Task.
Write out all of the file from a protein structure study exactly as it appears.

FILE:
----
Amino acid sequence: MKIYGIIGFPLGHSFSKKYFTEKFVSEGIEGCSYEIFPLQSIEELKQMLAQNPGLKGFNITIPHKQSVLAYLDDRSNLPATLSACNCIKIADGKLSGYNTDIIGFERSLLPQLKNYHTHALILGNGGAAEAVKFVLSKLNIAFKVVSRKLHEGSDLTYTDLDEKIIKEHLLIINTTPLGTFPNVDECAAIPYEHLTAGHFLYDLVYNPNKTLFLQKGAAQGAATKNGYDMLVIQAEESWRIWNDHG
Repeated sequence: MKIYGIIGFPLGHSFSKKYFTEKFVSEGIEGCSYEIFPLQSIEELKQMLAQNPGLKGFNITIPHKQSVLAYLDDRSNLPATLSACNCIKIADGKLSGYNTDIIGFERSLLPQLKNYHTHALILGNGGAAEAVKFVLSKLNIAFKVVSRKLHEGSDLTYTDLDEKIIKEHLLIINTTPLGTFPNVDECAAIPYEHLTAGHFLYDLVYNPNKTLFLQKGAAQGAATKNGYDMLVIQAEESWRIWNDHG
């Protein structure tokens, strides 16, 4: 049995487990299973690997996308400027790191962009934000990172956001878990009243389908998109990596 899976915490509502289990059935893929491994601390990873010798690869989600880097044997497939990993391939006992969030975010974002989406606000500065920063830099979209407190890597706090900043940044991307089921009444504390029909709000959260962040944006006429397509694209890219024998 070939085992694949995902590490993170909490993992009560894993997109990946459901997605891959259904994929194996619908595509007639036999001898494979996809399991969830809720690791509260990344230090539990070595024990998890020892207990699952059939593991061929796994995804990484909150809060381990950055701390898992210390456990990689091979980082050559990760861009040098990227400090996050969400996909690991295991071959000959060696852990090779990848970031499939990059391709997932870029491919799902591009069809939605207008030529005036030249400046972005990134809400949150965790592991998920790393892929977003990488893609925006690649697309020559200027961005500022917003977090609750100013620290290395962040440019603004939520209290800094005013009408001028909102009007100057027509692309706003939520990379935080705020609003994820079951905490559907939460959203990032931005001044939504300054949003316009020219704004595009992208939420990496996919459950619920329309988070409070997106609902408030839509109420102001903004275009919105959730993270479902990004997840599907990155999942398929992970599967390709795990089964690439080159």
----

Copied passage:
Amino acid sequence: MKIYGIIGFPLGHSFSKKYFTEKFVSEGIEGCSYEIFPLQSIEELKQMLAQNPGLKGFNITIPHKQSVLAYLDDRSNLPATLSACNCIKIADGKLSGYNTDIIGFERSLLPQLKNYHTHALILGNGGAAEAVKFVLSKLNIAFKVVSRKLHEGSDLTYTDLDEKIIKEHLLIINTTPLGTFPNVDECAAIPYEHLTAGHFLYDLVYNPNKTLFLQKGAAQGAATKNGYDMLVIQAEESWRIWNDHG
Repeated sequence: MKIYGIIGFPLGHSFSKKYFTEKFVSEGIEGCSYEIFPLQSIEELKQMLAQNPGLKGFNITIPHKQSVLAYLDDRSNLPATLSACNCIKIADGKLSGYNTDIIGFERSLLPQLKNYHTHALILGNGGAAEAVKFVLSKLNIAFKVVSRKLHEGSDLTYTDLDEKIIKEHLLIINTTPLGTFPNVDECAAIPYEHLTAGHFLYDLVYNPNKTLFLQKGAAQGAATKNGYDMLVIQAEESWRIWNDHG
């Protein structure tokens, strides 16, 4: 049995487990299973690997996308400027790191962009934000990172956001878990009243389908998109990596 899976915490509502289990059935893929491994601390990873010798690869989600880097044997497939990993391939006992969030975010974002989406606000500065920063830099979209407190890597706090900043940044991307089921009444504390029909709000959260962040944006006429397509694209890219024998 070939085992694949995902590490993170909490993992009560894993997109990946459901997605891959259904994929194996619908595509007639036999001898494979996809399991969830809720690791509260990344230090539990070595024990998890020892207990699952059939593991061929796994995804990484909150809060381990950055701390898992210390456990990689091979980082050559990760861009040098990227400090996050969400996909690991295991071959000959060696852990090779990848970031499939990059391709997932870029491919799902591009069809939605207008030529005036030249400046972005990134809400949150965790592991998920790393892929977003990488893609925006690649697309020559200027961005500022917003977090609750100013620290290395962040440019603004939520209290800094005013009408001028909102009007100057027509692309706003939520990379935080705020609003994820079951905490559907939460959203990032931005001044939504300054949003316009020219704004595009992208939420990496996919459950619920329309988070409070997106609902408030839509109420102001903004275009919105959730993270479902990004997840599907990155999942398929992970599967390709795990089964690439080159």